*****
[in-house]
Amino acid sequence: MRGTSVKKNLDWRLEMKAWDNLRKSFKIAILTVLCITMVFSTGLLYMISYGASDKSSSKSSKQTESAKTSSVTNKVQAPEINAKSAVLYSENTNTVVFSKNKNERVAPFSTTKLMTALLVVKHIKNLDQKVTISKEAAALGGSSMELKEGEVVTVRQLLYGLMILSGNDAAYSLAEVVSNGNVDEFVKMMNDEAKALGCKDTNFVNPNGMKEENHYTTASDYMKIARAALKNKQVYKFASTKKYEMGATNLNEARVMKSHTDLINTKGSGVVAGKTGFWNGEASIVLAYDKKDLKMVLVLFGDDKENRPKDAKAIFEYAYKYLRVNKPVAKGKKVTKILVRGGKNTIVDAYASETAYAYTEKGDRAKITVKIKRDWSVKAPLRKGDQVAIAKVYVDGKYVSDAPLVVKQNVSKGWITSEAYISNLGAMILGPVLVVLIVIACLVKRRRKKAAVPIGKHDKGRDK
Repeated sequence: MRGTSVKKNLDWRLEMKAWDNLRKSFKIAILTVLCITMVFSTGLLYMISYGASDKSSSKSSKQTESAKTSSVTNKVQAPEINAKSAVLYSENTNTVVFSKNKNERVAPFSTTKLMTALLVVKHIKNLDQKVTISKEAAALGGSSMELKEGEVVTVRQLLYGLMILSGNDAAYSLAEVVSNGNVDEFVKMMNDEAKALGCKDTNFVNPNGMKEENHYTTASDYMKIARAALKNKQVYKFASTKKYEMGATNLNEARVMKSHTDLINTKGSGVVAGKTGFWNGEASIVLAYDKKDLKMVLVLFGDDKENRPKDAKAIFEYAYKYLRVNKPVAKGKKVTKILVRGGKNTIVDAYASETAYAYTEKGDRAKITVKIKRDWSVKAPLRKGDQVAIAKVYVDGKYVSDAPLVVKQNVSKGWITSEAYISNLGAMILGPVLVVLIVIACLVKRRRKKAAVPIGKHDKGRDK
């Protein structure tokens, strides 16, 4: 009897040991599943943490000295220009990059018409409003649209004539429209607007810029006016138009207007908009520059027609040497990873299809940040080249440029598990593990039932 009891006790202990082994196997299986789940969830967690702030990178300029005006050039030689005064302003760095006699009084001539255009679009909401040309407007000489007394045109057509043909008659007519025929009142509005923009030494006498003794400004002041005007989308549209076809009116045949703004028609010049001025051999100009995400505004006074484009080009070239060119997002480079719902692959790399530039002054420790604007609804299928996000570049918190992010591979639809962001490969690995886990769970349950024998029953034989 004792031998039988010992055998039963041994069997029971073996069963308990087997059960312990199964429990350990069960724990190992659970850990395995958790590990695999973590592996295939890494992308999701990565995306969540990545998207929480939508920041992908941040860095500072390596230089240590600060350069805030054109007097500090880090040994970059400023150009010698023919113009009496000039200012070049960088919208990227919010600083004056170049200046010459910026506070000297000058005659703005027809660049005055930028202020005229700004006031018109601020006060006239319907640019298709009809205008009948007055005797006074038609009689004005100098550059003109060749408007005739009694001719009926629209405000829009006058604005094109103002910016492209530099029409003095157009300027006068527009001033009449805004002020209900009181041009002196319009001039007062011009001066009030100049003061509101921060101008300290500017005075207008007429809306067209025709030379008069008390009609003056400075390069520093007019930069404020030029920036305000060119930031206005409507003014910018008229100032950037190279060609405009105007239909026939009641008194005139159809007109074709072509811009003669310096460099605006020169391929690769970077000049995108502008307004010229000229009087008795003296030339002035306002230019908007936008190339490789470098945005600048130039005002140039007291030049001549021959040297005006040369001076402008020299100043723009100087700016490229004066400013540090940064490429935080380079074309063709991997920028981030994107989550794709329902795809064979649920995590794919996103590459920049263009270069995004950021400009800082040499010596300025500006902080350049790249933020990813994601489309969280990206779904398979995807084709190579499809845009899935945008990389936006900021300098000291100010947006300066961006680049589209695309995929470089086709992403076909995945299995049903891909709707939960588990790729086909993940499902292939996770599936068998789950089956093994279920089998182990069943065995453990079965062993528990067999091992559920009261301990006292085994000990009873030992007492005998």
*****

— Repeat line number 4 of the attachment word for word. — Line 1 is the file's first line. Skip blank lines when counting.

């Protein structure tokens, strides 16, 4: 009897040991599943943490000295220009990059018409409003649209004539429209607007810029006016138009207007908009520059027609040497990873299809940040080249440029598990593990039932 009891006790202990082994196997299986789940969830967690702030990178300029005006050039030689005064302003760095006699009084001539255009679009909401040309407007000489007394045109057509043909008659007519025929009142509005923009030494006498003794400004002041005007989308549209076809009116045949703004028609010049001025051999100009995400505004006074484009080009070239060119997002480079719902692959790399530039002054420790604007609804299928996000570049918190992010591979639809962001490969690995886990769970349950024998029953034989 004792031998039988010992055998039963041994069997029971073996069963308990087997059960312990199964429990350990069960724990190992659970850990395995958790590990695999973590592996295939890494992308999701990565995306969540990545998207929480939508920041992908941040860095500072390596230089240590600060350069805030054109007097500090880090040994970059400023150009010698023919113009009496000039200012070049960088919208990227919010600083004056170049200046010459910026506070000297000058005659703005027809660049005055930028202020005229700004006031018109601020006060006239319907640019298709009809205008009948007055005797006074038609009689004005100098550059003109060749408007005739009694001719009926629209405000829009006058604005094109103002910016492209530099029409003095157009300027006068527009001033009449805004002020209900009181041009002196319009001039007062011009001066009030100049003061509101921060101008300290500017005075207008007429809306067209025709030379008069008390009609003056400075390069520093007019930069404020030029920036305000060119930031206005409507003014910018008229100032950037190279060609405009105007239909026939009641008194005139159809007109074709072509811009003669310096460099605006020169391929690769970077000049995108502008307004010229000229009087008795003296030339002035306002230019908007936008190339490789470098945005600048130039005002140039007291030049001549021959040297005006040369001076402008020299100043723009100087700016490229004066400013540090940064490429935080380079074309063709991997920028981030994107989550794709329902795809064979649920995590794919996103590459920049263009270069995004950021400009800082040499010596300025500006902080350049790249933020990813994601489309969280990206779904398979995807084709190579499809845009899935945008990389936006900021300098000291100010947006300066961006680049589209695309995929470089086709992403076909995945299995049903891909709707939960588990790729086909993940499902292939996770599936068998789950089956093994279920089998182990069943065995453990079965062993528990067999091992559920009261301990006292085994000990009873030992007492005998």